Monday, the 69th anniversary of the day Soviet forces liberated Auschwitz, was observed as International Holocaust Remembrance Day. Yet a third or more of the almost six million Jews killed in the Holocaust perished not in the industrial-scale murder of the camps, but in executions at what historians call killing sites: thousands of villages, quarries, forests, wells, streets and homes that dot the map of Eastern Europe. (more…)
On Tuesday, January 28th 2014, in the Visitor Centre, Dag Hammarskjold Library Lower Level, the United Nations will begin hosting the International March of the Living Exhibit: When You Listen to a Witness, You Become a Witness. The opening event and reception will take place that evening in the Library gallery from 6PM – 8PM, withIsrael’s Ambassador to the UN, The Honorable Ron Prosser, as the keynote speaker.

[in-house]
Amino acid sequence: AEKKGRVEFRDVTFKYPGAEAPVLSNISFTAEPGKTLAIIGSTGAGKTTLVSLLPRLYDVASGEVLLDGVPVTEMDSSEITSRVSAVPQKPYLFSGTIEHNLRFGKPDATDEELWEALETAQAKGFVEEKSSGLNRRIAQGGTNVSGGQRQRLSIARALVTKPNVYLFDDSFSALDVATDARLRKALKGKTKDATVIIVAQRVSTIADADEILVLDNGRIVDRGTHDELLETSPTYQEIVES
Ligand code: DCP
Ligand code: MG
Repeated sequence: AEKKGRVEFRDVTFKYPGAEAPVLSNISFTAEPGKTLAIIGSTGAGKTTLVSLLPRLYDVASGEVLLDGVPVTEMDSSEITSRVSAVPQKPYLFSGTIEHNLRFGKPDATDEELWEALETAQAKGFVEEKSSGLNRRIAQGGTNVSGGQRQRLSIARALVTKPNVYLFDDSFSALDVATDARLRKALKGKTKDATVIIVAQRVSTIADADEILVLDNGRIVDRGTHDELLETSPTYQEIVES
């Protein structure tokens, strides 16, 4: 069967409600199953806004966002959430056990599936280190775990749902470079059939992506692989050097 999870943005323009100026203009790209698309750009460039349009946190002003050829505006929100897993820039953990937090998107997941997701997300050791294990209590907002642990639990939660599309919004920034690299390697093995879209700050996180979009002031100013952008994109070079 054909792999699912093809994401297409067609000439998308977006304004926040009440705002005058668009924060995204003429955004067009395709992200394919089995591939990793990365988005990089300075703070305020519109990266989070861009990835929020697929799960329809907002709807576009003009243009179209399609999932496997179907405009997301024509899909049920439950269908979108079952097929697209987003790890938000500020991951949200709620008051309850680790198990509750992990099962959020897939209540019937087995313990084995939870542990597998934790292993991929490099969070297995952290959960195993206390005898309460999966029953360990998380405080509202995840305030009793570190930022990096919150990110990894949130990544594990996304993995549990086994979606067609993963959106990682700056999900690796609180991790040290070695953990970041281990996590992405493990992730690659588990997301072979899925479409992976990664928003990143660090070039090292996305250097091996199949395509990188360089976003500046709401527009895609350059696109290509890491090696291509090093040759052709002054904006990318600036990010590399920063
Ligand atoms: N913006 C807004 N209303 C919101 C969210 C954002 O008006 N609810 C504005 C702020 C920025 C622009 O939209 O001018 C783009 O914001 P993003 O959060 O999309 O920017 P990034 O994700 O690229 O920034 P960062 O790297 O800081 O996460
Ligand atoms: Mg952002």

The Wall Street Journal, December 5, 2013, by Naftali Bendavid
Simon Gronowski was a child when he jumped off a train heading to Auschwitz, after being held in Belgium. Cédric Gerbehaye for The Wall Street Journal
As Witnesses Die, Historians Find Reality of Tragedy Harder to Convey
JEMEPPE-SUR-SAMBRE, Belgium—Simon Gronowski, an 82-year-old Holocaust survivor, mesmerized schoolchildren in this small town recently with a detailed account of jumping off a train to Auschwitz and hiding from the Nazis for three years.
The students lobbed close to 50 questions at him, ranging from the unsophisticated—”Did you meet Hitler ?”—to the sensitive, like his feelings about losing the mother and sister who stayed on the train.
But the talk exhausted Mr. Gronowski. His knees bother him, he doesn’t hear that well, and it isn’t clear how much longer he can deliver such talks, though he has no plans to stop. “My children and my grandchildren will talk about it,” he said. “I can’t do any more than I’m doing.” (more…)
Csanad Szegedi was a member of the far-right Hungarian party seen in this rally from 2012 until he discovered his Jewish roots and left the party. Photo by AP
Once a rabid anti-Semite – until he discovered his Jewish roots – Hungarian politician is criticized by Montreal Jews.
A speech in Montreal by a Hungarian one-time anti-Semitic extremist will proceed despite attempts to have the invitation rescinded.